# Building prefix tree from dictionary, performance issues

I'm trying to build a prfix tree. So, using the following dictionary 'and','anna','ape','apple', graph should look like this: I've tried 2 approaches: using associative array and using self-written tree/node classes.

Note: original dictionary is something about 8 MB and contains >600000 words.

Associative array aproach:

function letter_to_graph ($graph_path,$word,$letter_index) {$letter=$word[$letter_index];
if (!isset($graph_path[$letter])) {
$graph_path[$letter]=array();
}
if ($letter_index == strlen($word)-1) {
$graph_path[$letter]['.']=array();
} else {
letter_to_graph(&$graph_path[$letter],$word,$letter_index+1);
}
}

function push_word_into_graph ($graph,$word) {
letter_to_graph(&$graph,$word,0);
}

$words_graph = array(); for ($i=0;$i<count($words);$i++) { push_word_into_graph(&$words_graph,strtolower($words[$i]));
//if ($i % 300 == 0) {echo$i . "_<br/>";} //this is just for testing
}


It takes ~35 seconds to execute, eats up to ~350MB.

Node/tree approach:

class Node
{
public $_children; public function __construct() {$this->_children = array();
}

public function add_child ($val) { if ($this->_children === null)
$this->_children=array();$tmp = new Node();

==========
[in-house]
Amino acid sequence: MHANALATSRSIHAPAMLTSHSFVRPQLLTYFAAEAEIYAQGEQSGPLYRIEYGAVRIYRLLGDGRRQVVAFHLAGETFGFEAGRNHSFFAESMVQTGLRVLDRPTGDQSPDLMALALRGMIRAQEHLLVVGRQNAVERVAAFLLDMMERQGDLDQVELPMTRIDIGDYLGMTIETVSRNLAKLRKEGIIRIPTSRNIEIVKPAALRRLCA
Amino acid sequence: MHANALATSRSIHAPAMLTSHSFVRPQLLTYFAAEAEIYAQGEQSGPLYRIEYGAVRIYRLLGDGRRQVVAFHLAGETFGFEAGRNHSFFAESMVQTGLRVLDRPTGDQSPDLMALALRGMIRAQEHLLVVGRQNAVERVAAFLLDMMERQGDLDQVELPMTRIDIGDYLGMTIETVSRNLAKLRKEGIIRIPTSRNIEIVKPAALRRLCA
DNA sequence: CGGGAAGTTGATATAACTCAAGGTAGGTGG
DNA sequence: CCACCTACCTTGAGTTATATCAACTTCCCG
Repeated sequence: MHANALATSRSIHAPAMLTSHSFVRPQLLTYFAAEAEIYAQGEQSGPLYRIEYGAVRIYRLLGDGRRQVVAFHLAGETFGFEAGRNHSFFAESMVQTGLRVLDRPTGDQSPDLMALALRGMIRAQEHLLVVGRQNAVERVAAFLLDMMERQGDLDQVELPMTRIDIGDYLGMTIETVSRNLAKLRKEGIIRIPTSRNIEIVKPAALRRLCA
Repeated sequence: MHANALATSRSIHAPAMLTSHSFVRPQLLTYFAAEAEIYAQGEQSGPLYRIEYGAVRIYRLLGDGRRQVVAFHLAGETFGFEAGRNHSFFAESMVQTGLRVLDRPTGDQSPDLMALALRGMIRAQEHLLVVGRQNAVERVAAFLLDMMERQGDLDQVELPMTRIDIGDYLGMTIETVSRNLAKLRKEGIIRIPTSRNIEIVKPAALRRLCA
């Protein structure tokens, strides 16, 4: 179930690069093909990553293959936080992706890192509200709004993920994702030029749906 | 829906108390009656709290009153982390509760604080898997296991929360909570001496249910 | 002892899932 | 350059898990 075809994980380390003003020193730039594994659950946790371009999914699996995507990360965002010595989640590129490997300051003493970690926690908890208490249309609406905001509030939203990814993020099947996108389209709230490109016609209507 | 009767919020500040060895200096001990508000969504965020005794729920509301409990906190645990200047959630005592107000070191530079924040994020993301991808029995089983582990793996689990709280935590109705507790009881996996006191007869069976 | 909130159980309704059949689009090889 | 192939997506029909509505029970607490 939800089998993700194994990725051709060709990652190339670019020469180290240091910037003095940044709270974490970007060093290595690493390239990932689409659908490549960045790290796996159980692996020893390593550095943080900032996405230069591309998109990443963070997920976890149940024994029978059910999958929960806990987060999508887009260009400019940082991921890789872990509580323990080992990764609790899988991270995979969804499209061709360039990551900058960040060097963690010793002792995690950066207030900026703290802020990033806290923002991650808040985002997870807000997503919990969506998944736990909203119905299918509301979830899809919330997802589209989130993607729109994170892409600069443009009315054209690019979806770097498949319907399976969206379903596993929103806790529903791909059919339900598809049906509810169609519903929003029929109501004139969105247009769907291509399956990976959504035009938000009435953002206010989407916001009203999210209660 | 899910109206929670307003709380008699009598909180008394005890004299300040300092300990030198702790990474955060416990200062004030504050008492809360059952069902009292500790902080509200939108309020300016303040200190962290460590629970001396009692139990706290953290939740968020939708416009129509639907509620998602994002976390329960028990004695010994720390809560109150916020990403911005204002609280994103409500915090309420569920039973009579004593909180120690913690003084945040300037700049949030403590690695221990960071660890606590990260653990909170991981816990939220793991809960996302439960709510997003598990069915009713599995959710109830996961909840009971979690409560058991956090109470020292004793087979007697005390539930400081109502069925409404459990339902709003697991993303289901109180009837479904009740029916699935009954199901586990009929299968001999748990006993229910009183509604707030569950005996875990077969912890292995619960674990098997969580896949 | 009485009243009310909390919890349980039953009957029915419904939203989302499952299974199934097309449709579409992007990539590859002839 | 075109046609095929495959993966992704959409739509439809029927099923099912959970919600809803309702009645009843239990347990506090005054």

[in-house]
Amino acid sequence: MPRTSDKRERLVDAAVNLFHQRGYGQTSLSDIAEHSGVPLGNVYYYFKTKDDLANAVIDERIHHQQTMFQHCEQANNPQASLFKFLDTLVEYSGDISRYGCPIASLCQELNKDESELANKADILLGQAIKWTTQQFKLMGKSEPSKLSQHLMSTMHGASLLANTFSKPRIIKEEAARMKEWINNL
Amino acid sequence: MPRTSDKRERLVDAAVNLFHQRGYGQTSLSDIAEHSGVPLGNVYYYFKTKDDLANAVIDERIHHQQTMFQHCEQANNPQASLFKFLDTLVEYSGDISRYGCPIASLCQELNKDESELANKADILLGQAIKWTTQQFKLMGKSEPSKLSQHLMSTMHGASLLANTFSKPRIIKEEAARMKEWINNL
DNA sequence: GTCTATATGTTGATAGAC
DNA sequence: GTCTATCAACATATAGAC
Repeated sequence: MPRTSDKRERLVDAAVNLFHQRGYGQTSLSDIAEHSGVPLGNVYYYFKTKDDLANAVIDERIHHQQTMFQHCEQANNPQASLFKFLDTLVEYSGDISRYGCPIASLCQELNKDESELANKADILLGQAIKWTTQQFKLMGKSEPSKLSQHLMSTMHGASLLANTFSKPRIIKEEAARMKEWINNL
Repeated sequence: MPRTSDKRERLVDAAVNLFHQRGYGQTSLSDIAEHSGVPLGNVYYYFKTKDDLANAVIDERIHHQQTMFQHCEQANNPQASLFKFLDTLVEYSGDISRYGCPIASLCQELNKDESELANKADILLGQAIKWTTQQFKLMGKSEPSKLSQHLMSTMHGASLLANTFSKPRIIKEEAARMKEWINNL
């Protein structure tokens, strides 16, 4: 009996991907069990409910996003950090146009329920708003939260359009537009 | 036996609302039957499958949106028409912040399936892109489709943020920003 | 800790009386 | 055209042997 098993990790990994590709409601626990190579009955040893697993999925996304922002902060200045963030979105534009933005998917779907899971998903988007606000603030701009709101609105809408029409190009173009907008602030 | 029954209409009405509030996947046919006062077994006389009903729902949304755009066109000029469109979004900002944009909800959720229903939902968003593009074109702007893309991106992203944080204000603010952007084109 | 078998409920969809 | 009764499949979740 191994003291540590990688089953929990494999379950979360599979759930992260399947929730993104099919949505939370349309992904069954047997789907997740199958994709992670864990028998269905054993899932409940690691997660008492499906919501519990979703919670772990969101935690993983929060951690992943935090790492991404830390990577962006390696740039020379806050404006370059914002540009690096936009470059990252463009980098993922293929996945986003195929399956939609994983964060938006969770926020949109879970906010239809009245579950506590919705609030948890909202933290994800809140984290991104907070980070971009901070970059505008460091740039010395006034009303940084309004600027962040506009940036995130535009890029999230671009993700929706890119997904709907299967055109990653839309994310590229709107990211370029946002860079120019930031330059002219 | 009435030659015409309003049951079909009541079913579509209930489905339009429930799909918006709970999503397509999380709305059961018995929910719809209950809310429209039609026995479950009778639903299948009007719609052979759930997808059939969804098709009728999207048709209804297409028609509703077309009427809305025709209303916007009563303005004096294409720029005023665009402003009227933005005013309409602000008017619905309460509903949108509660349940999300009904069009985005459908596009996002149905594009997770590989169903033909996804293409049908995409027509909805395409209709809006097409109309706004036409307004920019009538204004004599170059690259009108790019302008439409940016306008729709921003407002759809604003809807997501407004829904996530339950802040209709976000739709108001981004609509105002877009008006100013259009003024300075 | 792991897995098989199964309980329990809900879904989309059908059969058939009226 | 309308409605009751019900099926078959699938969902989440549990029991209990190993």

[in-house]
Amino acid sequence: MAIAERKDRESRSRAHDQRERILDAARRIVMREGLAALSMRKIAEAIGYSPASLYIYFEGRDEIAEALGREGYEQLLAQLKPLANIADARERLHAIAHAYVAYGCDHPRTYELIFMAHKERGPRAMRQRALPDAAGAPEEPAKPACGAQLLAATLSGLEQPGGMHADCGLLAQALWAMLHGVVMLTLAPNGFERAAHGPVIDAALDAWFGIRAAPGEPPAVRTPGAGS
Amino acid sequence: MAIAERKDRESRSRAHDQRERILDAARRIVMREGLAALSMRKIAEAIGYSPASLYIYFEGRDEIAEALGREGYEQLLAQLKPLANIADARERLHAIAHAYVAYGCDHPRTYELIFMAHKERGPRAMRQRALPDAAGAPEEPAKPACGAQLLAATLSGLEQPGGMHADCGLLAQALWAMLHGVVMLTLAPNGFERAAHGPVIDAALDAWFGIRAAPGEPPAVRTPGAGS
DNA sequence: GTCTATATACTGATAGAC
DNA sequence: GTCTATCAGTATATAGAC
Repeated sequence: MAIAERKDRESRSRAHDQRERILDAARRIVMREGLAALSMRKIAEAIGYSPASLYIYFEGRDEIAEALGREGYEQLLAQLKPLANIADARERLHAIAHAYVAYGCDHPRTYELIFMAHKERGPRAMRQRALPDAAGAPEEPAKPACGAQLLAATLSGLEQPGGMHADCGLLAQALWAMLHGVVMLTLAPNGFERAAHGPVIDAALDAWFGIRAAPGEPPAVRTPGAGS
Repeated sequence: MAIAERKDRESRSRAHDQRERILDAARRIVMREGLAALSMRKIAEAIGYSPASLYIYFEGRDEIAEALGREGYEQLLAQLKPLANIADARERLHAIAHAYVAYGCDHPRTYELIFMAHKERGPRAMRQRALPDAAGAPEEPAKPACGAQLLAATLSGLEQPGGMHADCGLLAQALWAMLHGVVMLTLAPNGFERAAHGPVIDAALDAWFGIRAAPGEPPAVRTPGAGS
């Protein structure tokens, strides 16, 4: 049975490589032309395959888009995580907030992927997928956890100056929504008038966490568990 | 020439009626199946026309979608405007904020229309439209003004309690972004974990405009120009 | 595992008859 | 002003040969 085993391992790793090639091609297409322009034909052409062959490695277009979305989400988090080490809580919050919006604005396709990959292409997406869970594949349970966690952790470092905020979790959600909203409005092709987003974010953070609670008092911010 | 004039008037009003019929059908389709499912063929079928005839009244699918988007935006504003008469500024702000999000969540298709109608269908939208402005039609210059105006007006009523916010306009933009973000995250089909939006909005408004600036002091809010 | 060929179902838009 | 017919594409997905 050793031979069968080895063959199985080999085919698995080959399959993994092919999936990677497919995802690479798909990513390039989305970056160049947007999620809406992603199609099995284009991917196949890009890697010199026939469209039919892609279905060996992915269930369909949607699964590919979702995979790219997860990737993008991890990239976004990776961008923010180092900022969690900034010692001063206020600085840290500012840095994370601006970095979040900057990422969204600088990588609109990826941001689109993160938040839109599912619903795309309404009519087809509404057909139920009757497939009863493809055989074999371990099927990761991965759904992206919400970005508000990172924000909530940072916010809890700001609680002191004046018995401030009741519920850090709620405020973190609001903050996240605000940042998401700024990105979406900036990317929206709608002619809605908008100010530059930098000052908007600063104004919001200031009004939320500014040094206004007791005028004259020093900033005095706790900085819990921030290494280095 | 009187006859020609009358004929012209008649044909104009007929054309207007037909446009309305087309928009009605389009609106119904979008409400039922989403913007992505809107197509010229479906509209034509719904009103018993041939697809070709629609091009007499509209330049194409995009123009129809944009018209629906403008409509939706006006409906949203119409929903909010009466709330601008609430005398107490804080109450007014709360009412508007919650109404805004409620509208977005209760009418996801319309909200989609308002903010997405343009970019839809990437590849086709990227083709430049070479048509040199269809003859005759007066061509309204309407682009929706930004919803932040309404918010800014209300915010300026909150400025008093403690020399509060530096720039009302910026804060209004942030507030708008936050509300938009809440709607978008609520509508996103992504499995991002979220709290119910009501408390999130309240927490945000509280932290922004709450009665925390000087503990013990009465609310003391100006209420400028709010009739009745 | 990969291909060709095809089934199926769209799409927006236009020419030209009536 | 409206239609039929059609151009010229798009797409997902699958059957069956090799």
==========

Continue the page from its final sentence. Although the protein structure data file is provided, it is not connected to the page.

$this->_children[$val] = &$tmp; return$tmp;
}
public function has_child($val) { if (isset($this->_children[$val])) { return true; } return false; } public function get_child($val) {
//if ($this->has_child($val))
return $this->_children[$val];
//else
//return false;
}

}

class Tree
{
protected $root; public function __construct() {$this->root = new Node ();
}
public function insert_word ($word) {$this->insert_letter_node(&$this->root,$word,0);
}

protected function insert_letter_node($node,$word,$letter_index) {$letter=$word[$letter_index];
if (!$node->has_child($letter)) {
$new_node =$node->add_child ($letter); } else {$new_node = $node->get_child ($letter);
}

if ($letter_index < strlen($word)-1) {
$this->insert_letter_node(&$new_node,$word,$letter_index+1);
} else {
$new_node->add_child('.'); } } }$result_tree= new Tree();
for ($i=0;$i<(count($words));$i++) {